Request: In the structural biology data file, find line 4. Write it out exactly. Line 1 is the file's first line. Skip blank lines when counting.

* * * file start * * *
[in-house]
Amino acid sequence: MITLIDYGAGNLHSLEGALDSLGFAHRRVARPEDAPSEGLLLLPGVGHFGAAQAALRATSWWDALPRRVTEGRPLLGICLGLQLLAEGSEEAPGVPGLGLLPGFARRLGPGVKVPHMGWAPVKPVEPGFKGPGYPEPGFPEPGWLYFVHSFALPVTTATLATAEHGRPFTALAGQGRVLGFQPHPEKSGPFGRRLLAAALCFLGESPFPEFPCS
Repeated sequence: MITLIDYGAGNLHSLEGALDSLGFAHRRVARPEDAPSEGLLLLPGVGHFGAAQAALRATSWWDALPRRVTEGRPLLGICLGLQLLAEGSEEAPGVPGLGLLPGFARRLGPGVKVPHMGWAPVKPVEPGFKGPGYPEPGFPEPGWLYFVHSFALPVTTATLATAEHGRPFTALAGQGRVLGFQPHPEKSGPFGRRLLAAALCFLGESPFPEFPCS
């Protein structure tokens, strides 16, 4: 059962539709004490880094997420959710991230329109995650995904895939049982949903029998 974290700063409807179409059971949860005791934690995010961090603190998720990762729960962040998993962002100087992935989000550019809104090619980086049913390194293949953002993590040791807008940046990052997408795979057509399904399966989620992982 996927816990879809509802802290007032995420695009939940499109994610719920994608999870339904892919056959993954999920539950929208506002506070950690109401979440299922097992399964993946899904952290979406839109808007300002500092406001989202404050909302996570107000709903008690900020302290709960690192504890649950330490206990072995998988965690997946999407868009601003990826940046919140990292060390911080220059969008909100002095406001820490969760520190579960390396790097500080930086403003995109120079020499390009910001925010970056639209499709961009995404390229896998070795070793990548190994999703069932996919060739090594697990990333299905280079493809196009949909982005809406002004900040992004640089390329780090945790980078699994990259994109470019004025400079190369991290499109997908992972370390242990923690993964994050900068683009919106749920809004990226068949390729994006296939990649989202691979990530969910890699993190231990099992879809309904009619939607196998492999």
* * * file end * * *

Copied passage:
């Protein structure tokens, strides 16, 4: 059962539709004490880094997420959710991230329109995650995904895939049982949903029998 974290700063409807179409059971949860005791934690995010961090603190998720990762729960962040998993962002100087992935989000550019809104090619980086049913390194293949953002993590040791807008940046990052997408795979057509399904399966989620992982 996927816990879809509802802290007032995420695009939940499109994610719920994608999870339904892919056959993954999920539950929208506002506070950690109401979440299922097992399964993946899904952290979406839109808007300002500092406001989202404050909302996570107000709903008690900020302290709960690192504890649950330490206990072995998988965690997946999407868009601003990826940046919140990292060390911080220059969008909100002095406001820490969760520190579960390396790097500080930086403003995109120079020499390009910001925010970056639209499709961009995404390229896998070795070793990548190994999703069932996919060739090594697990990333299905280079493809196009949909982005809406002004900040992004640089390329780090945790980078699994990259994109470019004025400079190369991290499109997908992972370390242990923690993964994050900068683009919106749920809004990226068949390729994006296939990649989202691979990530969910890699993190231990099992879809309904009619939607196998492999």